Can Your Wife Be Your Best Friend?

GC:  Athol you said “I’ve long thought of Jennifer as my best friend …. she is certainly the person I am closest to and we are friends, but I also sense in myself a slight pulling away from her as well…”

This is very discouraging to me. I want more sex/better sex to bring my husband and me and all married couples closer, but you’re saying that by following the MMSL principles you are pulling away from Jennifer, not drawing closer. I don’t see how that can be a good thing. I know that men and women are different and that wives in general want their husbands to be strong, but wives who are in it for the long haul also want to be close to their husbands in all ways, even if that means he’s vulnerable some of the time (vulnerable adult male, not whiny toddler – which wears badly on both sexes!) I know that the biological mechanisms of attraction are important, but we’re not just animals – we can make choices that favor our marriages, even when one spouse is going through a time that makes him or her less “attractive.”

Jennifer:  I reacted negatively to the phrase “slight pulling away”.

Athol: Well I also went on to say…

“I’m the Captain, thus I’m always a little more on duty than she is… or at least more on duty than I was before staring MMSL.   So I don’t think it’s the case that you can’t ever be friends. But it is the case that you can’t ever not be the Captain. Not forgetting that you can order her to take command of the ship while you’re either not available or are having some R&R. I’m pretty sure that on commercial aviation flights, the First Officer doesn’t nap the whole way while the Captain does everything. Balance people, balance.”

You have to remember that I’m a born and bred Care Bear. For the longest time it would have be unthinkable for me to try and do anything without being joined at the hip with Jennifer. Some of that came naturally in that we both like a lot of the same stuff, we both are introverts and we both like each other.

But once you say to yourself, “Okay I’m going to be the leader in this relationship. I’m going to be the one who is the most responsible for how it all plays out.” It starts becoming a little less buddy-buddy. Once you become the one that makes the final call on big decisions… knowing that she may or may not like them… that if you consistently screw up enough it eventually all ends in tears and drama… that takes some of the fluffy thinking away.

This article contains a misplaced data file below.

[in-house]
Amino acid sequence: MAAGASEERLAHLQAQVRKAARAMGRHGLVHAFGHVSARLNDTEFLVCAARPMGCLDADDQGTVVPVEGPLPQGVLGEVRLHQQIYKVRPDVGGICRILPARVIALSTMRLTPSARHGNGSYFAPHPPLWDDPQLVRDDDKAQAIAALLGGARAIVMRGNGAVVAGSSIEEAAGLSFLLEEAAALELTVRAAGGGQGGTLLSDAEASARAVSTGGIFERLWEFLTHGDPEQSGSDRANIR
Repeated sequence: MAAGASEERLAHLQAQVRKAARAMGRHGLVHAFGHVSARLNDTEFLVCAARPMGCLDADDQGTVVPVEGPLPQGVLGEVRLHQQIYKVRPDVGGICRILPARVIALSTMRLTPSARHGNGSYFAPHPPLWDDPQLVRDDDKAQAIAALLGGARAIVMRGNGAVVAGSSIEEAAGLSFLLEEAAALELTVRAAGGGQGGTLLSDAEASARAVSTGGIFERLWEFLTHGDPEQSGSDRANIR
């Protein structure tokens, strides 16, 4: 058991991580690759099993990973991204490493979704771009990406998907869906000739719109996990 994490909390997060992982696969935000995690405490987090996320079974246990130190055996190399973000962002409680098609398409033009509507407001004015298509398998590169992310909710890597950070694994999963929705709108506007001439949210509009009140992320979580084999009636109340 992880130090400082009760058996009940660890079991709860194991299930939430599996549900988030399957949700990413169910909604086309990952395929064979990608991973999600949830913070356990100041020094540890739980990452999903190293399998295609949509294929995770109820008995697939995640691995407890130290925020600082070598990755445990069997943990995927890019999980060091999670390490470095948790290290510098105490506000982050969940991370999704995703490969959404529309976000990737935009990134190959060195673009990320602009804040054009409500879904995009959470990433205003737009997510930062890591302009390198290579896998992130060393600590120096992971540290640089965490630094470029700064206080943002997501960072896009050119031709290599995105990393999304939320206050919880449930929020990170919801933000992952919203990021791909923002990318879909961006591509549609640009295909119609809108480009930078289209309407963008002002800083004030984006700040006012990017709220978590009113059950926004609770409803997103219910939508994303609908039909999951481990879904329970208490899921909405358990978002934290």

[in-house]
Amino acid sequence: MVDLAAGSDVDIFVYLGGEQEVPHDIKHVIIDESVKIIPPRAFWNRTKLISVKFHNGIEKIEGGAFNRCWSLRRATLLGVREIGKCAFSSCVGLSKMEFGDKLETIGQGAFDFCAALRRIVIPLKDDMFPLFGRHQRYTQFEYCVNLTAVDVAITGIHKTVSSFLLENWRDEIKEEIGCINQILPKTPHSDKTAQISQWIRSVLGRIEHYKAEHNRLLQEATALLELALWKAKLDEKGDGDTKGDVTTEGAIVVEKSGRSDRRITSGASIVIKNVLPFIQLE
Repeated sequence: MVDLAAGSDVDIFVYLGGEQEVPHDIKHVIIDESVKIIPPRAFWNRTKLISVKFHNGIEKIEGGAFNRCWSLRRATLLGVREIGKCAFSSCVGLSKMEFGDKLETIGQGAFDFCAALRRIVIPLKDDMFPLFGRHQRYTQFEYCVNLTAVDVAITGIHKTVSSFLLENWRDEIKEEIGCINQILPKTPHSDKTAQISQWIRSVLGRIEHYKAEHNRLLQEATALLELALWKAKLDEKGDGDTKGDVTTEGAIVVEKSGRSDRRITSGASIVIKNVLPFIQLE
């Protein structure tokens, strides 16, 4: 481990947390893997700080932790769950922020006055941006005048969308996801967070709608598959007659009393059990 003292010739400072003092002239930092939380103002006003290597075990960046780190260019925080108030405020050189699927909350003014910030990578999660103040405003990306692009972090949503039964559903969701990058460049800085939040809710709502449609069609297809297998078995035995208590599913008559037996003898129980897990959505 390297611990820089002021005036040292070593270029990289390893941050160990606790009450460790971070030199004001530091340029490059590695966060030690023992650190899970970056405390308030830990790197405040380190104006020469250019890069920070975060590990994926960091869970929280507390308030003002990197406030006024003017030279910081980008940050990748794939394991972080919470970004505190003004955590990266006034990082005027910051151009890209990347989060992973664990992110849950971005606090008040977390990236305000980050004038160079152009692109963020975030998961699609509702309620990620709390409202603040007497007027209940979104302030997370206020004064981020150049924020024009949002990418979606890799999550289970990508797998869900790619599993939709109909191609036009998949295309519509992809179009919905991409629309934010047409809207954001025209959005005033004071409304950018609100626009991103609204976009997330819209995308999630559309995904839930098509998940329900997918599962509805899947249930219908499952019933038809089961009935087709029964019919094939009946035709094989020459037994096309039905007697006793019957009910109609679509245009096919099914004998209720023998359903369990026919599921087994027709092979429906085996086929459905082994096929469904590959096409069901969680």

I think if you go too soft and cuddly, you end up killing some of the attraction. It all comes back to the thing where a woman is far more likely to fall in love with her boss at work, than with a co-worker… and there’s minimal chance she’ll fall for someone below her status at work. While you can be a considerate and good boss, you also have to hold your people to standards or they sorry start despising you, so ultimately you can’t be their BFF.

You also have to remember that men are constantly told to throw themselves into emotional bonding activity and expressions of devotion to their wives. The whole Blue Pill edifice that for the Low Alpha High Beta guys is the problem not the solution. If that all worked, there would be no need for MMSL at all. Guys have tried that until they have passed out from exhaustion of devotion while struggling with a never-ending hard-on.

A little distancing though, seems to do the trick. Don’t get me wrong though either, I do love Jennifer, more than just a little. If I lost her for whatever reason I would be devastated. We spend a lot of time together hanging out and talking. We do things for each other. When she’s not around for an extended time, I miss her… but I’m still the Captain. It’s just a balance thing.

Or coming at it from another angle, if you asked me who I thought Jennifer’s best friend was, I’d say it was her college roomate.